“These projects make good business sense and are good for the environment,” he said. “Once property owners understand the advantages of PACE financing, they often increase their investments and install the ‘best’ energy-efficient solutions over the ‘good or better’ technologies — maximizing their internal rate of return.”

Read the full article on the Lane Report website.

Find out more about Energy Project Assessment Districts (EPAD) in Kentucky and view the Financing Energy Projects infographic.

Scroll to Top


Newsbits

 

Learn more about the National Pollution Prevention Roundtable (NPPR)

The National Pollution Prevention Roundtable (NPPR) will be hosting two webinars this summer to highlight current activities and future plans for the organization. The FREE webinars are open to anyone interested in learning more about the organization and how all stakeholders can work together to better advance and share our pollution prevention (P2) knowledge, successes and opportunities.

Is there going to be National P2 Conference? Do they still have their workgroups? Are there plans for P2 Week? Is NPPR doing anything to help secure P2 funding in the federal budget?

Learn the answers to these questions and more!!

The first webinar will be held on Wednesday, July 18, 2018 from 2:30 pm to 3:30 pm EDT and is now open for registration. The second webinar will be scheduled sometime in August 2018.

As the only membership organization in the United States devoted solely to Pollution Prevention (P2), NPPR acts as a window on the P2 community and offers a national forum for promoting the development, implementation, and evaluation of efforts to avoid, eliminate, or reduce pollution at the source.

NPPR’s members are comprised of the country’s preeminent P2 experts from state and local government programs, small business assistance networks, non-profit groups, industry associations, federal agencies and academia, along with representatives from industrial and commercial facilities and interested individuals. There’s a membership level for everyone!

Register now for the NPPR webinar on July 18, 2018 at 2:30 p.m. EDT!

Visit www.p2.org to learn more about NPPR.

 

Solar Alliance and Whayne Supply collaborate on three solar projects in Kentucky

Solar Alliance Energy announced it has completed the installation of three solar projects in Kentucky in cooperation with Whayne Supply, a Caterpillar Dealer serving Kentucky, West Virginia South Eastern Ohio and Southern Indiana. Solar Alliance is proud to be recognized as the partner with Whayne Supply, a company that has been in the energy business in Kentucky for decades and provides a full line of diversified energy solutions.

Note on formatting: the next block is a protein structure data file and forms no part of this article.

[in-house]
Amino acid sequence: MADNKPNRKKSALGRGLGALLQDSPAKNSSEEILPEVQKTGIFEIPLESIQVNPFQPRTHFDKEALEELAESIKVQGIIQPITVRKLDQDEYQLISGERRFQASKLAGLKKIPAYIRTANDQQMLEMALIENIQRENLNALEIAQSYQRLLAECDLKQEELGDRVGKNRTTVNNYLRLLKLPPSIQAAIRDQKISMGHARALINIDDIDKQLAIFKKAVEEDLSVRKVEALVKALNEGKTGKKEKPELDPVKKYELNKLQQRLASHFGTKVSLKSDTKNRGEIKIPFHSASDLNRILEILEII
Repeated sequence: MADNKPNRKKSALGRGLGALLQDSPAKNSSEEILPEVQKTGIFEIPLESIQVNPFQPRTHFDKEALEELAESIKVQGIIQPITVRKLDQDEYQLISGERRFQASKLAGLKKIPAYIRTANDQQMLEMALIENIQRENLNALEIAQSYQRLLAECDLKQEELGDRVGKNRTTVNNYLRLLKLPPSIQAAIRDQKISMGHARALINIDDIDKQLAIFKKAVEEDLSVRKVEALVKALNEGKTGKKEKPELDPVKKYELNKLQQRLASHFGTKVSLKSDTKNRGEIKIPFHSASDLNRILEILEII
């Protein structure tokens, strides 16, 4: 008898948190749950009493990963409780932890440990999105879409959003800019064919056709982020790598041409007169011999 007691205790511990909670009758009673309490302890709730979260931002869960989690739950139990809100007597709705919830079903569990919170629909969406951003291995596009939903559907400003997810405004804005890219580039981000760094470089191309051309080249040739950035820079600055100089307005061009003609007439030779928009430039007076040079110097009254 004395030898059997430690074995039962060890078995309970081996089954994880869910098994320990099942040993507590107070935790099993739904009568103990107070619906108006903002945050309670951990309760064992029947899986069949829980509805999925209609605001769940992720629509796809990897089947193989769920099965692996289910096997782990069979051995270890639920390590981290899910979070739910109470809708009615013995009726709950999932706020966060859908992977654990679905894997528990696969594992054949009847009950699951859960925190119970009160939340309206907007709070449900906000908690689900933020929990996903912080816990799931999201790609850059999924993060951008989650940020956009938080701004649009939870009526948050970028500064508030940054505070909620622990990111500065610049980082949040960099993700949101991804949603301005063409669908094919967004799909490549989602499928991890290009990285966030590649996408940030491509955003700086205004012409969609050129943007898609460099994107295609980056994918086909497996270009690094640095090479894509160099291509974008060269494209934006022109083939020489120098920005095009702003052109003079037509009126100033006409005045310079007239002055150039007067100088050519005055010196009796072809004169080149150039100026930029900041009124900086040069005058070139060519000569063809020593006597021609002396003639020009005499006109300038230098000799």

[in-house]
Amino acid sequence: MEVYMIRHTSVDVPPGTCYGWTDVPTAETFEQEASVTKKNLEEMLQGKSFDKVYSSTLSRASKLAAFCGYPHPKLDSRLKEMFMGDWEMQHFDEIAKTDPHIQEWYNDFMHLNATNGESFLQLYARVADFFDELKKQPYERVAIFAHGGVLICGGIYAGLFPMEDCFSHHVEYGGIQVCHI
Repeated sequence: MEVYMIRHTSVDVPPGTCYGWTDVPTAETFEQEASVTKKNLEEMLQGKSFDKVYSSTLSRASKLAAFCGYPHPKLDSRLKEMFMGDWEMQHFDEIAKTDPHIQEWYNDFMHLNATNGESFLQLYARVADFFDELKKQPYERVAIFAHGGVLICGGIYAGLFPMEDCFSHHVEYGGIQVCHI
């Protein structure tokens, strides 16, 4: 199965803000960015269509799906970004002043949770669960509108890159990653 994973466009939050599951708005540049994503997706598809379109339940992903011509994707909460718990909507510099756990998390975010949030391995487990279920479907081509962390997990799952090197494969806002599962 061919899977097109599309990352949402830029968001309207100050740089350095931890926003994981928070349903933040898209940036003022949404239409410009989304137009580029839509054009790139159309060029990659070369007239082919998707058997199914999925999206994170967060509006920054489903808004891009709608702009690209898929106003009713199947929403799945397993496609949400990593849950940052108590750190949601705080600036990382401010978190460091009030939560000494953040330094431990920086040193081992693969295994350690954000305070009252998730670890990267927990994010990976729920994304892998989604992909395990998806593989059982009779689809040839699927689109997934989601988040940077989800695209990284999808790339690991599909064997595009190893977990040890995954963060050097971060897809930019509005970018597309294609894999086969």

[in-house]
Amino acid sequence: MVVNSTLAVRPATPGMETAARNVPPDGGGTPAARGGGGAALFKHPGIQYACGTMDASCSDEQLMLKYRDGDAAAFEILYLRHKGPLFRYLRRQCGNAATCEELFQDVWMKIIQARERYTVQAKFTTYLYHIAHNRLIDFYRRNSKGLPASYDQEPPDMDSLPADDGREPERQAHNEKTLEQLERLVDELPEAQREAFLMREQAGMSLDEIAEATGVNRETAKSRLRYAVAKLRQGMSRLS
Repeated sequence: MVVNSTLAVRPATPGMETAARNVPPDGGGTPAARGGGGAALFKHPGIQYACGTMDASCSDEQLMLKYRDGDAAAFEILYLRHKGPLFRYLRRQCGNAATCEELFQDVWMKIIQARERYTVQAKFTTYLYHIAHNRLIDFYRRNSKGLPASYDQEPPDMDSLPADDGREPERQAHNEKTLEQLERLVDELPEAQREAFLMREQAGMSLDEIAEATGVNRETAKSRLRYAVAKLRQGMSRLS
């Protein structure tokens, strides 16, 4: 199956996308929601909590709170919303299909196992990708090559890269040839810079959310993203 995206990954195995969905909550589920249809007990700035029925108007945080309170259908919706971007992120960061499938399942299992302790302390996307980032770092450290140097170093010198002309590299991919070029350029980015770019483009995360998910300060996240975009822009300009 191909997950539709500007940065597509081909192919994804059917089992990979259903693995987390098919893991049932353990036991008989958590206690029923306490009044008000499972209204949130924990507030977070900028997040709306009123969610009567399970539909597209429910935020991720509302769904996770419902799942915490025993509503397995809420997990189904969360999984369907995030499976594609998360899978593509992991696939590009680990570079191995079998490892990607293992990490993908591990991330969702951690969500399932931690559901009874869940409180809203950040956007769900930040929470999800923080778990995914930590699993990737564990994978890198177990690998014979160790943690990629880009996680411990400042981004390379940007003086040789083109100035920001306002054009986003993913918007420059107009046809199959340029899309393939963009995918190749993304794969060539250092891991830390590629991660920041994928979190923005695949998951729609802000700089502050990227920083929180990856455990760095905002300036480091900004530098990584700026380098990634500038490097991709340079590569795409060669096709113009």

“Whayne Supply has a long history of providing complete solutions and support to customers in the construction, transportation and power generation industries,” said Whayne Supply power systems manager, Brad Zingre. “Supply of solar equipment from Caterpillar Inc. is an integral component of renewable, environmentally conscious, power generation systems enabling customers to maximize efficiency”.

Solar Alliance and Whayne Supply worked together on the 34.5-kW solar array in Louisville, which is installed on the roof of the Archdiocese of Louisville’s pastoral center and was made possible through the Louisville Gas and Electric Company (LG&E) and Kentucky Utilities Company (KU) Business Solar program.

“We want to be good citizens. We want to be able to address environmental challenges that all of us are aware of, in a way that we are not simply part of the problem, but actually become part of the solution,” said Archbishop Joseph E. Kurtz. “We know that we can be an example and a witness to other people. So any way that if they, businesses, can say if the archdioceses can do it, maybe we can do it,” concluded Kurtz.

Solar Alliance and Whayne Supply also worked together on a 35.25-kW solar array installed on the roof of the Hillside Theater in Hazard, Kentucky, which included a US Department of Agriculture (USDA) grant, and a residential solar system also in Hazard. All three of the projects utilized Caterpillar modules and panels. Additionally, Whayne Supply and Solar Alliance are partnered on a 32-kW solar array in West Virginia.